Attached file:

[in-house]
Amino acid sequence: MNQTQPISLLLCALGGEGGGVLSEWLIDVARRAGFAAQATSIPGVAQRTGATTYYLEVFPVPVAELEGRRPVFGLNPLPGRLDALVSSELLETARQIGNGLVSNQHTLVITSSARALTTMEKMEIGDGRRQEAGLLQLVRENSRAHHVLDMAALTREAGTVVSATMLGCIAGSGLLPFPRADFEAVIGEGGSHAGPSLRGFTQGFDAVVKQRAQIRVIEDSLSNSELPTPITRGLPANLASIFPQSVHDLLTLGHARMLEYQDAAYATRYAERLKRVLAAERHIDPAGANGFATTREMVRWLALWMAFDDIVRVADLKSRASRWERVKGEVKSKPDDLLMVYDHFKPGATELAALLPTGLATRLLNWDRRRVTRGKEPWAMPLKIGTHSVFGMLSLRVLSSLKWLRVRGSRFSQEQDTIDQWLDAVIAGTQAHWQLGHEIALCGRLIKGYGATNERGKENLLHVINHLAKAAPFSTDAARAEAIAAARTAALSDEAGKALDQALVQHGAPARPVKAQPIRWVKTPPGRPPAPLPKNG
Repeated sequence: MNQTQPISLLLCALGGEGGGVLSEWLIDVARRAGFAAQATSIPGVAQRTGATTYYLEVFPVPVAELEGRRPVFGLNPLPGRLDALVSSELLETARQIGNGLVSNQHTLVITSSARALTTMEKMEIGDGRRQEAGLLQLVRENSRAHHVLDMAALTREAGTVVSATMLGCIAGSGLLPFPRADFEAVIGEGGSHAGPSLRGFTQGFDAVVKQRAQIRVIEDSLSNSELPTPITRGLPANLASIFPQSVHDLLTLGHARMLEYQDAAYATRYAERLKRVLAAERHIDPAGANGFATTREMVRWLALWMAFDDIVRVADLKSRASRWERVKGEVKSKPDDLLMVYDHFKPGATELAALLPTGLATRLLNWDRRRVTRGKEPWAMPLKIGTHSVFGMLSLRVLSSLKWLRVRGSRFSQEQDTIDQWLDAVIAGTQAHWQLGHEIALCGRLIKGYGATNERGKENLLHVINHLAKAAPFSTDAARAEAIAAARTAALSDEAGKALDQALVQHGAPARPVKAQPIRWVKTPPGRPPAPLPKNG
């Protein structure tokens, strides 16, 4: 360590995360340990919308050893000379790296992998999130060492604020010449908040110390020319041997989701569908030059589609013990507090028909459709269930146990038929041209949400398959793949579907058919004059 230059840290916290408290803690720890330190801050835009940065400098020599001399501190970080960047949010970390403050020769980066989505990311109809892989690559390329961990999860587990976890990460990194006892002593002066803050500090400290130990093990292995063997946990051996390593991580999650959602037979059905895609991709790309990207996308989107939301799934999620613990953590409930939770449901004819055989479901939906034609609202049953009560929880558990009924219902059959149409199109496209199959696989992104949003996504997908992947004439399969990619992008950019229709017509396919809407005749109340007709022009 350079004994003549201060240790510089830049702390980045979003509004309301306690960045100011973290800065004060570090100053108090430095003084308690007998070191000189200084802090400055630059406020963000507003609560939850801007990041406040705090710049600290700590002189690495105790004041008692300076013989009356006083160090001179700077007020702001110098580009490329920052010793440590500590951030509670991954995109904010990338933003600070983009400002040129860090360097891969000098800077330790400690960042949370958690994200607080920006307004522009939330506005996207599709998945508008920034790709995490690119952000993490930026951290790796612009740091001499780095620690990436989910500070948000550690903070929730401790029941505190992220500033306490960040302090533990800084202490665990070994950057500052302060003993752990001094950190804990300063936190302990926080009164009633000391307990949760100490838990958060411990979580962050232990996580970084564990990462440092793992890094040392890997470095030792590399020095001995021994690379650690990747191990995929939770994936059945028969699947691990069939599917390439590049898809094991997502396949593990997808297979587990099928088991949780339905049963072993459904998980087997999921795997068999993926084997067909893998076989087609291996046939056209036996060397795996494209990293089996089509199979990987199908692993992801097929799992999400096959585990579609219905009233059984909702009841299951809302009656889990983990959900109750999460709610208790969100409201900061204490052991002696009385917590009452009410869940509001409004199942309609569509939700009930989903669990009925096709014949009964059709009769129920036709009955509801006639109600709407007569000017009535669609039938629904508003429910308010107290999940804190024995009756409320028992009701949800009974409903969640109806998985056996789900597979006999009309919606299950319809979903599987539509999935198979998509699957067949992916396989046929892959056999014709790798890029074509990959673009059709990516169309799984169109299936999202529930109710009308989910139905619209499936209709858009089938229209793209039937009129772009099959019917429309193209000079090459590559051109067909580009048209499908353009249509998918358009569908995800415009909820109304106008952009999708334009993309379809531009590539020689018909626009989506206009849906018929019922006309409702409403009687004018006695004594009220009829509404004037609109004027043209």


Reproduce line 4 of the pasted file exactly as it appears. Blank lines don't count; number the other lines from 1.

């Protein structure tokens, strides 16, 4: 360590995360340990919308050893000379790296992998999130060492604020010449908040110390020319041997989701569908030059589609013990507090028909459709269930146990038929041209949400398959793949579907058919004059 230059840290916290408290803690720890330190801050835009940065400098020599001399501190970080960047949010970390403050020769980066989505990311109809892989690559390329961990999860587990976890990460990194006892002593002066803050500090400290130990093990292995063997946990051996390593991580999650959602037979059905895609991709790309990207996308989107939301799934999620613990953590409930939770449901004819055989479901939906034609609202049953009560929880558990009924219902059959149409199109496209199959696989992104949003996504997908992947004439399969990619992008950019229709017509396919809407005749109340007709022009 350079004994003549201060240790510089830049702390980045979003509004309301306690960045100011973290800065004060570090100053108090430095003084308690007998070191000189200084802090400055630059406020963000507003609560939850801007990041406040705090710049600290700590002189690495105790004041008692300076013989009356006083160090001179700077007020702001110098580009490329920052010793440590500590951030509670991954995109904010990338933003600070983009400002040129860090360097891969000098800077330790400690960042949370958690994200607080920006307004522009939330506005996207599709998945508008920034790709995490690119952000993490930026951290790796612009740091001499780095620690990436989910500070948000550690903070929730401790029941505190992220500033306490960040302090533990800084202490665990070994950057500052302060003993752990001094950190804990300063936190302990926080009164009633000391307990949760100490838990958060411990979580962050232990996580970084564990990462440092793992890094040392890997470095030792590399020095001995021994690379650690990747191990995929939770994936059945028969699947691990069939599917390439590049898809094991997502396949593990997808297979587990099928088991949780339905049963072993459904998980087997999921795997068999993926084997067909893998076989087609291996046939056209036996060397795996494209990293089996089509199979990987199908692993992801097929799992999400096959585990579609219905009233059984909702009841299951809302009656889990983990959900109750999460709610208790969100409201900061204490052991002696009385917590009452009410869940509001409004199942309609569509939700009930989903669990009925096709014949009964059709009769129920036709009955509801006639109600709407007569000017009535669609039938629904508003429910308010107290999940804190024995009756409320028992009701949800009974409903969640109806998985056996789900597979006999009309919606299950319809979903599987539509999935198979998509699957067949992916396989046929892959056999014709790798890029074509990959673009059709990516169309799984169109299936999202529930109710009308989910139905619209499936209709858009089938229209793209039937009129772009099959019917429309193209000079090459590559051109067909580009048209499908353009249509998918358009569908995800415009909820109304106008952009999708334009993309379809531009590539020689018909626009989506206009849906018929019922006309409702409403009687004018006695004594009220009829509404004037609109004027043209």